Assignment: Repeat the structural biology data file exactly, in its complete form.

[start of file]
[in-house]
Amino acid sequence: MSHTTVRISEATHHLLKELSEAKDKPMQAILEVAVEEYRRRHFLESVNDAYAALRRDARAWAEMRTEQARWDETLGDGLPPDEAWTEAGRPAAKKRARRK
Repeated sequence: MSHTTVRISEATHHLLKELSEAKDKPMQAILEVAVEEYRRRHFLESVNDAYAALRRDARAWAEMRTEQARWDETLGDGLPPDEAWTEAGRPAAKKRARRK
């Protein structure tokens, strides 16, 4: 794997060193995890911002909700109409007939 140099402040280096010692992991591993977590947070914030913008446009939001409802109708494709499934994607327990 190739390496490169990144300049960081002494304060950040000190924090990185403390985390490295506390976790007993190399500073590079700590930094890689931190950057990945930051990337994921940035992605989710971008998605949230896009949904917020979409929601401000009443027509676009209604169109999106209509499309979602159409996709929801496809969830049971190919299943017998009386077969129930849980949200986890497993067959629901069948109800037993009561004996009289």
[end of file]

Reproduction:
[in-house]
Amino acid sequence: MSHTTVRISEATHHLLKELSEAKDKPMQAILEVAVEEYRRRHFLESVNDAYAALRRDARAWAEMRTEQARWDETLGDGLPPDEAWTEAGRPAAKKRARRK
Repeated sequence: MSHTTVRISEATHHLLKELSEAKDKPMQAILEVAVEEYRRRHFLESVNDAYAALRRDARAWAEMRTEQARWDETLGDGLPPDEAWTEAGRPAAKKRARRK
């Protein structure tokens, strides 16, 4: 794997060193995890911002909700109409007939 140099402040280096010692992991591993977590947070914030913008446009939001409802109708494709499934994607327990 190739390496490169990144300049960081002494304060950040000190924090990185403390985390490295506390976790007993190399500073590079700590930094890689931190950057990945930051990337994921940035992605989710971008998605949230896009949904917020979409929601401000009443027509676009209604169109999106209509499309979602159409996709929801496809969830049971190919299943017998009386077969129930849980949200986890497993067959629901069948109800037993009561004996009289």